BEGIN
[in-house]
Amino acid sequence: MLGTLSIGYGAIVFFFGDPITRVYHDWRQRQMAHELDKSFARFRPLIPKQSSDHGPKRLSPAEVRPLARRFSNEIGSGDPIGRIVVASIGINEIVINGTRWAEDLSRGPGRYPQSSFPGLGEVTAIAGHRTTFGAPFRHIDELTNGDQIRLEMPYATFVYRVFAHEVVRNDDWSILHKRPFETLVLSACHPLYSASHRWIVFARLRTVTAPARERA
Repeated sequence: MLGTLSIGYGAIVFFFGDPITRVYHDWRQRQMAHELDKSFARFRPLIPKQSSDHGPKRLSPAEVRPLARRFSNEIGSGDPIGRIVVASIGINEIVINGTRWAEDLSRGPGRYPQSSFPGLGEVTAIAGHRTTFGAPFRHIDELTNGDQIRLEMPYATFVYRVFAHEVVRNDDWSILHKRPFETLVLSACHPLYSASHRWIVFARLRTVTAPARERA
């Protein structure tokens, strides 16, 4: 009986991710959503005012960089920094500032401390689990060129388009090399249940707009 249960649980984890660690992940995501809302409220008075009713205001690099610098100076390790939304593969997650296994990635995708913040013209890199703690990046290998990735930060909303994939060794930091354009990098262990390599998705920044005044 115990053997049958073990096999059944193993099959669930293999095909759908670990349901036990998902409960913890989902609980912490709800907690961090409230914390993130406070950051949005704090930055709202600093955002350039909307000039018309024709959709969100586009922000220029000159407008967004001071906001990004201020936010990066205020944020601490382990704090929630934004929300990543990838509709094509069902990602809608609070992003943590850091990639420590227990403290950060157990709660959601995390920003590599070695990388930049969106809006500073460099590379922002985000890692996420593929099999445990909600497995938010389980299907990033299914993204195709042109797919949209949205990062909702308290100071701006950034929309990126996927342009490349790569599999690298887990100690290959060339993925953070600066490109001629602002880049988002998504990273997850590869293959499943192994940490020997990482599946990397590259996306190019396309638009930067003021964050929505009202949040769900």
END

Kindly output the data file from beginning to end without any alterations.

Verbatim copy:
[in-house]
Amino acid sequence: MLGTLSIGYGAIVFFFGDPITRVYHDWRQRQMAHELDKSFARFRPLIPKQSSDHGPKRLSPAEVRPLARRFSNEIGSGDPIGRIVVASIGINEIVINGTRWAEDLSRGPGRYPQSSFPGLGEVTAIAGHRTTFGAPFRHIDELTNGDQIRLEMPYATFVYRVFAHEVVRNDDWSILHKRPFETLVLSACHPLYSASHRWIVFARLRTVTAPARERA
Repeated sequence: MLGTLSIGYGAIVFFFGDPITRVYHDWRQRQMAHELDKSFARFRPLIPKQSSDHGPKRLSPAEVRPLARRFSNEIGSGDPIGRIVVASIGINEIVINGTRWAEDLSRGPGRYPQSSFPGLGEVTAIAGHRTTFGAPFRHIDELTNGDQIRLEMPYATFVYRVFAHEVVRNDDWSILHKRPFETLVLSACHPLYSASHRWIVFARLRTVTAPARERA
């Protein structure tokens, strides 16, 4: 009986991710959503005012960089920094500032401390689990060129388009090399249940707009 249960649980984890660690992940995501809302409220008075009713205001690099610098100076390790939304593969997650296994990635995708913040013209890199703690990046290998990735930060909303994939060794930091354009990098262990390599998705920044005044 115990053997049958073990096999059944193993099959669930293999095909759908670990349901036990998902409960913890989902609980912490709800907690961090409230914390993130406070950051949005704090930055709202600093955002350039909307000039018309024709959709969100586009922000220029000159407008967004001071906001990004201020936010990066205020944020601490382990704090929630934004929300990543990838509709094509069902990602809608609070992003943590850091990639420590227990403290950060157990709660959601995390920003590599070695990388930049969106809006500073460099590379922002985000890692996420593929099999445990909600497995938010389980299907990033299914993204195709042109797919949209949205990062909702308290100071701006950034929309990126996927342009490349790569599999690298887990100690290959060339993925953070600066490109001629602002880049988002998504990273997850590869293959499943192994940490020997990482599946990397590259996306190019396309638009930067003021964050929505009202949040769900």